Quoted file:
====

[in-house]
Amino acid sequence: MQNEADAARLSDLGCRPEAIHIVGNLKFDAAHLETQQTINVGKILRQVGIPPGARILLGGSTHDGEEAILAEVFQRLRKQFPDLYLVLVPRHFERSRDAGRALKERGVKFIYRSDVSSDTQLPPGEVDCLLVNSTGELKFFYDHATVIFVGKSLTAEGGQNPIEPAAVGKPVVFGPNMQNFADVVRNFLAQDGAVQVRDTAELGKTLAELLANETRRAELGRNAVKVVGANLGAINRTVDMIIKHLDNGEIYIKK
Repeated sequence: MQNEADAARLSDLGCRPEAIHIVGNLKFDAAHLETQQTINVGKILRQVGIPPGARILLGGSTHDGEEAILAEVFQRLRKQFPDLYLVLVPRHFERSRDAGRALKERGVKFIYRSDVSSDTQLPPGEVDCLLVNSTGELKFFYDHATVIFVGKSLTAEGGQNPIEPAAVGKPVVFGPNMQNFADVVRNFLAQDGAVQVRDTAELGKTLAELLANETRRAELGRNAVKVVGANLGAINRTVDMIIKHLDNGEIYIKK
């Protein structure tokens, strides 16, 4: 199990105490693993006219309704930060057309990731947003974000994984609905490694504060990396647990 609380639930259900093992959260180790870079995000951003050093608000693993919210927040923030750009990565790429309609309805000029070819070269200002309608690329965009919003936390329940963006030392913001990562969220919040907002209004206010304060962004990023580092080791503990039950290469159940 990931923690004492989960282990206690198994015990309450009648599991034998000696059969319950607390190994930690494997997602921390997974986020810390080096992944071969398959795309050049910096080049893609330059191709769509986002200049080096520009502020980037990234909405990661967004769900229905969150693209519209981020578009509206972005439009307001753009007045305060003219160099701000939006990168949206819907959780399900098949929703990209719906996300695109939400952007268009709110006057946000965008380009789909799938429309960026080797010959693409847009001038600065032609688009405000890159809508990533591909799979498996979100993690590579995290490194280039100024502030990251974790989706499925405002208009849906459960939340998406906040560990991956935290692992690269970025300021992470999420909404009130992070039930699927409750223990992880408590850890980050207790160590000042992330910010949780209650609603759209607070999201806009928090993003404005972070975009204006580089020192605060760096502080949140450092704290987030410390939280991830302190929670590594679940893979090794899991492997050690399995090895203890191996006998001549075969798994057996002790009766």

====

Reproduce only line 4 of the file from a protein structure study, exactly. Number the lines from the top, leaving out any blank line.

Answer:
């Protein structure tokens, strides 16, 4: 199990105490693993006219309704930060057309990731947003974000994984609905490694504060990396647990 609380639930259900093992959260180790870079995000951003050093608000693993919210927040923030750009990565790429309609309805000029070819070269200002309608690329965009919003936390329940963006030392913001990562969220919040907002209004206010304060962004990023580092080791503990039950290469159940 990931923690004492989960282990206690198994015990309450009648599991034998000696059969319950607390190994930690494997997602921390997974986020810390080096992944071969398959795309050049910096080049893609330059191709769509986002200049080096520009502020980037990234909405990661967004769900229905969150693209519209981020578009509206972005439009307001753009007045305060003219160099701000939006990168949206819907959780399900098949929703990209719906996300695109939400952007268009709110006057946000965008380009789909799938429309960026080797010959693409847009001038600065032609688009405000890159809508990533591909799979498996979100993690590579995290490194280039100024502030990251974790989706499925405002208009849906459960939340998406906040560990991956935290692992690269970025300021992470999420909404009130992070039930699927409750223990992880408590850890980050207790160590000042992330910010949780209650609603759209607070999201806009928090993003404005972070975009204006580089020192605060760096502080949140450092704290987030410390939280991830302190929670590594679940893979090794899991492997050690399995090895203890191996006998001549075969798994057996002790009766």